“So the principles of rangatiratanga [self-determination], of manaaki [support, hospitality], of whanaungatanga [relationship], those things don’t apply in this bargaining situation. Those bargaining processes they are very prescribed following a legal framework that is l-a-w, as opposed to a framework under l-o-r-e.”
Despite this, Nuku said there were actions members and delegates could take to better honour Te Tiriti in bargaining.
These included: ensuring bargaining representatives have a good understanding of Te Tiriti; using the principle of tino rangatiratanga to assess how claims serve, or under-serve tangata whenua populations and proactively seeking to engage Māori members in the process.
Putting Maranga Mai! ‘fixes’ front and centre in aged care
NZNO has taken a strategic “pattern bargaining” approach to gain common terms and outcomes across several aged residential care (ARC) collective agreements, in alliance with E Tū union.
A term that has its origins in the powerful US car manufacturing unions, “pattern bargaining” aims for common terms and conditions across an industry, or sector, achieving incremental gains from each negotiation to influence the next one.
‘My goal in life is to always uphold mana for the people I am working with, whether they are members or employers. So, ‘kaua e takahia te mana o te tāngata’ – we don’t go in there to trample on anybody’s mana, or anybody’s dignity, we want to lift it.’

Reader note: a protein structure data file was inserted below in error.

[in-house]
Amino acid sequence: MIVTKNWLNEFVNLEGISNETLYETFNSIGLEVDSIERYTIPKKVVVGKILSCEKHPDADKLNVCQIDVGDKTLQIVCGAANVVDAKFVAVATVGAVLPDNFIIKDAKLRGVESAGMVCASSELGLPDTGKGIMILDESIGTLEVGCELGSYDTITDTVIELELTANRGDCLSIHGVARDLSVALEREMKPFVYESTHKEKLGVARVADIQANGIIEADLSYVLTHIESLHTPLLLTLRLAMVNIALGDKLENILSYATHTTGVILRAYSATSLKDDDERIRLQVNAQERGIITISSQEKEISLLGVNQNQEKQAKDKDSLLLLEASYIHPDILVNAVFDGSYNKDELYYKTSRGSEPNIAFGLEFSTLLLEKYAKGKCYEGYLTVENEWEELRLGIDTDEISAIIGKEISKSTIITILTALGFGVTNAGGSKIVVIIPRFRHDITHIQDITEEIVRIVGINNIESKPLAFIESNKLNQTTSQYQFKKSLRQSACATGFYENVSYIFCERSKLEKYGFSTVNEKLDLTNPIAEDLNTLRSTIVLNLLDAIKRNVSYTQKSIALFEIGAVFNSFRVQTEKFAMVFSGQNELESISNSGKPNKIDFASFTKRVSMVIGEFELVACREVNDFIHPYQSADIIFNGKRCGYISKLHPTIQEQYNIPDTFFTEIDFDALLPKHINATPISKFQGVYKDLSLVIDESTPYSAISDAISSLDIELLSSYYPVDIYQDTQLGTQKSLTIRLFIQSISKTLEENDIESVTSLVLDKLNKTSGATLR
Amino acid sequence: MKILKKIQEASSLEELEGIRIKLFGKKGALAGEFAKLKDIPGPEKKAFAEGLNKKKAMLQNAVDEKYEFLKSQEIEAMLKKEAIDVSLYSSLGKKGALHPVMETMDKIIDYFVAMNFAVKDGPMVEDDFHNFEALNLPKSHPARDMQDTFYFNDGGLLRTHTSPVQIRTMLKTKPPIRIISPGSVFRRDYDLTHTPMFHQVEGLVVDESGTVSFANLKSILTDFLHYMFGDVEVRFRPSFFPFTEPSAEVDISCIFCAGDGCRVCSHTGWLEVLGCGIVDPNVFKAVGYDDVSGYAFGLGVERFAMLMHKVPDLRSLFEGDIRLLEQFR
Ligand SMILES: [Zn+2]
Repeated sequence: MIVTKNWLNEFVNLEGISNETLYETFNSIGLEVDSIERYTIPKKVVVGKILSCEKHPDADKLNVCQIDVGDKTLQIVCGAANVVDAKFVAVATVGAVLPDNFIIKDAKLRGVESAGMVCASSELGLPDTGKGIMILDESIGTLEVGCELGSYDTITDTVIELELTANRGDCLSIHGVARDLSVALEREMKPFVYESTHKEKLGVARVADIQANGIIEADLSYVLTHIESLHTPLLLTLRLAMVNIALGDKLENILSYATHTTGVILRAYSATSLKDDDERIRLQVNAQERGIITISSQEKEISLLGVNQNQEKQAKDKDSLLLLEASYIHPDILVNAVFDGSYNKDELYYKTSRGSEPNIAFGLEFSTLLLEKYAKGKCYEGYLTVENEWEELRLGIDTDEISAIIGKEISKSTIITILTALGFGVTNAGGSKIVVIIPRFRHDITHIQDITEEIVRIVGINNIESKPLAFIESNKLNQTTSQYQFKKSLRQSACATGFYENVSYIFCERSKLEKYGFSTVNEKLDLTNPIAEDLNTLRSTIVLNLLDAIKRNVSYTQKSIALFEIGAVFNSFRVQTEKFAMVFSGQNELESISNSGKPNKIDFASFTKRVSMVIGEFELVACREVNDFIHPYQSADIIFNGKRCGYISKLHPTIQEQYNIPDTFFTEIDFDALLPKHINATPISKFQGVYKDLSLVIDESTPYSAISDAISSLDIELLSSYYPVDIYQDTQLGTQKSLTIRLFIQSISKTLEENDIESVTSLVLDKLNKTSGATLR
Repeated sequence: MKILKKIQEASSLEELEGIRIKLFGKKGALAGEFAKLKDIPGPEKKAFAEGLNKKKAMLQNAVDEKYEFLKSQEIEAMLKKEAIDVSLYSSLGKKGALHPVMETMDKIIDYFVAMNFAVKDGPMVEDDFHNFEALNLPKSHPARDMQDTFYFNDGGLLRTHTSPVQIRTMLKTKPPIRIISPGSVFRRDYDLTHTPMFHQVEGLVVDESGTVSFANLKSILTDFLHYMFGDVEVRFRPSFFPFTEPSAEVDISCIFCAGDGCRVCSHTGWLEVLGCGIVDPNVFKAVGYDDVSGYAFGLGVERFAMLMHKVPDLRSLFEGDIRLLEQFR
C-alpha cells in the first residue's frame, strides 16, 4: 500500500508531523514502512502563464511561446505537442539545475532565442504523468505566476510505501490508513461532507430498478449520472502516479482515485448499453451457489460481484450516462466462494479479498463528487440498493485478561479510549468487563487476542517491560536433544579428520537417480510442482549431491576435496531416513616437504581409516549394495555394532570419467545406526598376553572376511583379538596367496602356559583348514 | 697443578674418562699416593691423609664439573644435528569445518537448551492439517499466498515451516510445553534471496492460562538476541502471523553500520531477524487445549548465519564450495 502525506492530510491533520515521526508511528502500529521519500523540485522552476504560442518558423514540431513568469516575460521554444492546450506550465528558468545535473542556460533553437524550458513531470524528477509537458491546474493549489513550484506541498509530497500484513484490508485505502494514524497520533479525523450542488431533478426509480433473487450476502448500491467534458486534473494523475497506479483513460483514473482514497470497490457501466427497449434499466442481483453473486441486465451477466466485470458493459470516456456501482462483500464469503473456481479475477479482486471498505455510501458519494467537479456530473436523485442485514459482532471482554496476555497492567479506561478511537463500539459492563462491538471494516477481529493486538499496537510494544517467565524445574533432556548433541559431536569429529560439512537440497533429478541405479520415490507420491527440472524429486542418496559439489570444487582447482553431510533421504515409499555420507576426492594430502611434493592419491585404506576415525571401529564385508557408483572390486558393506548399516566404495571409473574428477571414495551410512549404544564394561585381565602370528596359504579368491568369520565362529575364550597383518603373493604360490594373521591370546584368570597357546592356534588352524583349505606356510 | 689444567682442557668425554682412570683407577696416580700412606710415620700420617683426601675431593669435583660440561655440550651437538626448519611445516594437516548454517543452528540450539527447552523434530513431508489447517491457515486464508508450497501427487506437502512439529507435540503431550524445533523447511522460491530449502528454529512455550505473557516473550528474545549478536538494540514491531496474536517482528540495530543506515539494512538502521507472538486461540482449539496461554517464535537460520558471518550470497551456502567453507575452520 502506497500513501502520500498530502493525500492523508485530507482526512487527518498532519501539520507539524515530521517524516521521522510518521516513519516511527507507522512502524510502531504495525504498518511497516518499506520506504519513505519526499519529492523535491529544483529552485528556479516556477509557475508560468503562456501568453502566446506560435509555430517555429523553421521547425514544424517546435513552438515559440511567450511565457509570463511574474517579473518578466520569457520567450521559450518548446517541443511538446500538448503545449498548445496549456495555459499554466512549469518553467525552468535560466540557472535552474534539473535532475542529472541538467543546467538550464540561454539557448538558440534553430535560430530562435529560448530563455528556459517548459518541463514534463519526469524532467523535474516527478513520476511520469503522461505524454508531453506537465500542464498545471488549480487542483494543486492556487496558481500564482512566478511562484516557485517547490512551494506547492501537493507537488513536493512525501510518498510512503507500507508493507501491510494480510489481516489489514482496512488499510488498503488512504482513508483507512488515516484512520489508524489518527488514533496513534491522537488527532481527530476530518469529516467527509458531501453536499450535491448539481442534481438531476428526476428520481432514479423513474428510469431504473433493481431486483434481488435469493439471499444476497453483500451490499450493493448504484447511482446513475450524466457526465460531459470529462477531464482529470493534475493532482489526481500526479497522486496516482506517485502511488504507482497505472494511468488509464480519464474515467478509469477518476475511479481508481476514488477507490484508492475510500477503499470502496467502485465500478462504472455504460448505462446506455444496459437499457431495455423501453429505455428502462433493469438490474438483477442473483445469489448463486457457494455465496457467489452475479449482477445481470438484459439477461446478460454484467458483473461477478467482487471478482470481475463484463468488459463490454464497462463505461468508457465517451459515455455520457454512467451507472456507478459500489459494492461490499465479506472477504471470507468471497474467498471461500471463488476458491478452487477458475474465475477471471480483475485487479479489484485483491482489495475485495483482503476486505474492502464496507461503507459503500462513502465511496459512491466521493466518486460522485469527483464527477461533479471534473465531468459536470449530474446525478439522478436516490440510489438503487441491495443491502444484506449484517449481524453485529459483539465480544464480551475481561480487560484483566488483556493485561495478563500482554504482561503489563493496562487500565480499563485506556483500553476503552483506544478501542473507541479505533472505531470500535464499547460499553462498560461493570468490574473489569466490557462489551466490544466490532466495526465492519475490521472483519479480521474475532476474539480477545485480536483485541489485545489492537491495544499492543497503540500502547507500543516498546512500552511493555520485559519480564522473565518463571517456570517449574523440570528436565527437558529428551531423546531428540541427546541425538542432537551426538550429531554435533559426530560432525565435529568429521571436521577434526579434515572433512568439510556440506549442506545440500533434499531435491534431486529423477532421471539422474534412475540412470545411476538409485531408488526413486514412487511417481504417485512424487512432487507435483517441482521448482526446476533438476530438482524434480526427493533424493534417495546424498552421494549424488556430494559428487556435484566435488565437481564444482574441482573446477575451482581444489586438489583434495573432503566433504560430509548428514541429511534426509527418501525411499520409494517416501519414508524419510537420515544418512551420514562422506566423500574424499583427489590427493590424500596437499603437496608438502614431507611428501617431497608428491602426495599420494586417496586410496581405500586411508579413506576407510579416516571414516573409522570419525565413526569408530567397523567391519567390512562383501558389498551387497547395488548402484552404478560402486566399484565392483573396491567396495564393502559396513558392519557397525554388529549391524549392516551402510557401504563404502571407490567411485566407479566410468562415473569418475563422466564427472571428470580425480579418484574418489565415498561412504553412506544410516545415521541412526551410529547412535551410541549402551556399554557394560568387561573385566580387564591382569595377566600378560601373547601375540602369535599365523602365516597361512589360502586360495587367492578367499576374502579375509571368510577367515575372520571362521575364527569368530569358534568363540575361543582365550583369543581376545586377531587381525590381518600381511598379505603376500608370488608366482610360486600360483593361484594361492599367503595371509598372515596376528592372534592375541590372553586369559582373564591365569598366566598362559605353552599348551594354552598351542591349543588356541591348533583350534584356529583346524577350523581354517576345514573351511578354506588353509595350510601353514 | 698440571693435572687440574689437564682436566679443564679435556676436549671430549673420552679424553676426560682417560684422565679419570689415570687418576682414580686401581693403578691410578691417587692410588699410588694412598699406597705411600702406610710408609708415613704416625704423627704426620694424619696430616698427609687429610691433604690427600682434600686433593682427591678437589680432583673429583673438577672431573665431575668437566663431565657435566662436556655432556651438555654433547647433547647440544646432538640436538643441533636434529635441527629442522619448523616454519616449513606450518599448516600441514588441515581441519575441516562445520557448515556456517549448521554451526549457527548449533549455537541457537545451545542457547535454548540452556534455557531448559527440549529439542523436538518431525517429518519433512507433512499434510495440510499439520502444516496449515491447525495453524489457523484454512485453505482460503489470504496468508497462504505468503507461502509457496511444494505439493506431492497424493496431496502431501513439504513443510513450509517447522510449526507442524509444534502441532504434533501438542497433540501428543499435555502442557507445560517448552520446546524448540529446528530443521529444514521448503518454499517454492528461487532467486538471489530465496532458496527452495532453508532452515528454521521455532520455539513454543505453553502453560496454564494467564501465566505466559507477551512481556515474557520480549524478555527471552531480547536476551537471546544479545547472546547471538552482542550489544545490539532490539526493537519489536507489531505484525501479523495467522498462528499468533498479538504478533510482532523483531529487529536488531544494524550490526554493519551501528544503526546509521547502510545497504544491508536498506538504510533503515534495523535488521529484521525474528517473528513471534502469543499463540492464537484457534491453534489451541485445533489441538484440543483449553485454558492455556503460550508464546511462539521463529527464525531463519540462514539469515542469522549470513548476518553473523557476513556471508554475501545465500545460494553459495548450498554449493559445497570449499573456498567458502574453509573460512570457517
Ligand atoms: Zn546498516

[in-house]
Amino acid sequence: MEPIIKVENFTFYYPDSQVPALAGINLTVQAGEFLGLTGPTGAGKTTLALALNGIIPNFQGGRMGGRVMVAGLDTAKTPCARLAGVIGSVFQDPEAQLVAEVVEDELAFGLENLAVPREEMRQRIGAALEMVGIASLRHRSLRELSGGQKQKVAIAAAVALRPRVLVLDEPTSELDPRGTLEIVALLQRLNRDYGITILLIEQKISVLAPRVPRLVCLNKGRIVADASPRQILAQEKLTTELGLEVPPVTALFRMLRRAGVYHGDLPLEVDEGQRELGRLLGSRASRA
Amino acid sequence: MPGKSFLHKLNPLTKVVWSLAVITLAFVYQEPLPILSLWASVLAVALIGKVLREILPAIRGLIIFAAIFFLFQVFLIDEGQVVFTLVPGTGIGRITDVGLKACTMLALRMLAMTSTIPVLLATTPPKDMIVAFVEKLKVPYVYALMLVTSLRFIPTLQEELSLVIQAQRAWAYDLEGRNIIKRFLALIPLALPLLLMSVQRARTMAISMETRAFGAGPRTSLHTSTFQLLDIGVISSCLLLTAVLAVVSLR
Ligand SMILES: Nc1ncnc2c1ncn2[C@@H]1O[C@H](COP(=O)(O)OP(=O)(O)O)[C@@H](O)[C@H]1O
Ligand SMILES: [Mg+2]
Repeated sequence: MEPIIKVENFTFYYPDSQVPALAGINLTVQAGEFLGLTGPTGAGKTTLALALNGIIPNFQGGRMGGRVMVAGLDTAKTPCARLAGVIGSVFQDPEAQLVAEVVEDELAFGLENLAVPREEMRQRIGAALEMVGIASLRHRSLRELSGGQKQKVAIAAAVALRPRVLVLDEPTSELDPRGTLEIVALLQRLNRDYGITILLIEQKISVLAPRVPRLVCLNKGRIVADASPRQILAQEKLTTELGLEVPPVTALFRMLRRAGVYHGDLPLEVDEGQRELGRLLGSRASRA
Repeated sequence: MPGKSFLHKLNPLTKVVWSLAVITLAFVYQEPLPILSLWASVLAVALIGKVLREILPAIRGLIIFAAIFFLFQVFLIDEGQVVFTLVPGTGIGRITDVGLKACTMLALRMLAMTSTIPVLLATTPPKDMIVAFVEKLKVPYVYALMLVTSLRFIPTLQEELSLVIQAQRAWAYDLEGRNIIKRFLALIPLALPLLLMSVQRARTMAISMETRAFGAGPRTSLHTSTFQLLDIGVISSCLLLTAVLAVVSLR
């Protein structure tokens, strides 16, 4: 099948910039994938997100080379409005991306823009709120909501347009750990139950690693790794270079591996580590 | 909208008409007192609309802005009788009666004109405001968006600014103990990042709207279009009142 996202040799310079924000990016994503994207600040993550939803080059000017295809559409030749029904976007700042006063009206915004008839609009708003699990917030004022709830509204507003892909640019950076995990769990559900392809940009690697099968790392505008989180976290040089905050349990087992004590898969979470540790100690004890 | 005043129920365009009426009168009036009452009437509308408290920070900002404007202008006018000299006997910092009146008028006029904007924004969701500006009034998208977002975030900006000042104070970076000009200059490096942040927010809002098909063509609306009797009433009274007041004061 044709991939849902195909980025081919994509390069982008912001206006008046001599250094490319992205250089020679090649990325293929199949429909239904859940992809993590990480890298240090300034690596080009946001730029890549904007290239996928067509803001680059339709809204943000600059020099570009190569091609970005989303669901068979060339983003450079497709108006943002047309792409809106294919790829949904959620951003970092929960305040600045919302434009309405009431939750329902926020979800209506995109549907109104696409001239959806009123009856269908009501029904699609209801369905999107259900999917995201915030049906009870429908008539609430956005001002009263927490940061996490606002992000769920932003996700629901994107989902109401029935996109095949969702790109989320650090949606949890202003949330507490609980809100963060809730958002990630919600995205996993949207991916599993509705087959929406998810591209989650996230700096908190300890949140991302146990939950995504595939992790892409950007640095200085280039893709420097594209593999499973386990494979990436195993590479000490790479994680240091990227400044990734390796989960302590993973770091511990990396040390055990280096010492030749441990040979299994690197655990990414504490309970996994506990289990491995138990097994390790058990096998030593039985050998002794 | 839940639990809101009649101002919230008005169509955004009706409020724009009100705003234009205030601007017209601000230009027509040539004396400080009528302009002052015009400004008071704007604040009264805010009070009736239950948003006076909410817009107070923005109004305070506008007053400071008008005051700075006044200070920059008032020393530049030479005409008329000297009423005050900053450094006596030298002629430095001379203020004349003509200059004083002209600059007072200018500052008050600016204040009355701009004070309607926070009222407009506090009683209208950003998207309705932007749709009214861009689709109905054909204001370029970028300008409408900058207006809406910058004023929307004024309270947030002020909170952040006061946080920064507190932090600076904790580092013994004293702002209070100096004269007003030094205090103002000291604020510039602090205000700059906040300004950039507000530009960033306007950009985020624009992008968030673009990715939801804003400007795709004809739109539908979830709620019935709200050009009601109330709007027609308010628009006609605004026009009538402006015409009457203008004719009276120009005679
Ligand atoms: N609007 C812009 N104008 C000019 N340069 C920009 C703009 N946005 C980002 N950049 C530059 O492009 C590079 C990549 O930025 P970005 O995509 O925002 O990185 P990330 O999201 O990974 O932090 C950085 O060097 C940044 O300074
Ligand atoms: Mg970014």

NZNO and E Tū bargaining teams from four large ARC companies – Oceania, Bupa, Summerset and Radius – have taken the five “fixes” of Maranga Mai! to the table at consecutive negotiations since September, acting aged care industrial advisor Glenda Alexander said.
“We know the companies in aged care are incredibly competitive and there’s usually facilities in each chain in a city, so people will decide to put their person into one of them.
“Additionally, because nursing recruitment is so incredibly tight, they’re literally competing for staff and are trying to make it as attractive as possible. So we leverage off that a bit . . .”
Settlements have been signed for Oceania, Bupa and Summerset to date, and a first meeting with Radius is planned for late March, early April, Alexander said.
‘They weren’t accepting of what we were wanting . . . to get that pay increase, it was hard work.’
Many ARC operators have claimed government funding has been insufficient to allow parity pay and conditions with Te Whatu Ora.
Alexander said employers were still waiting to find out how much they would receive, following a November funding commitment of $200 million from former Minister of Health Andrew Little, to support increased pay for primary health sector staff.
While some ARC employers have offered base rates that were close to – or even matched – those of Te Whatu Ora, parity has not been extended to other aspects of the agreements, including shift allowances, holiday pay, sick leave and parental leave, Alexander said.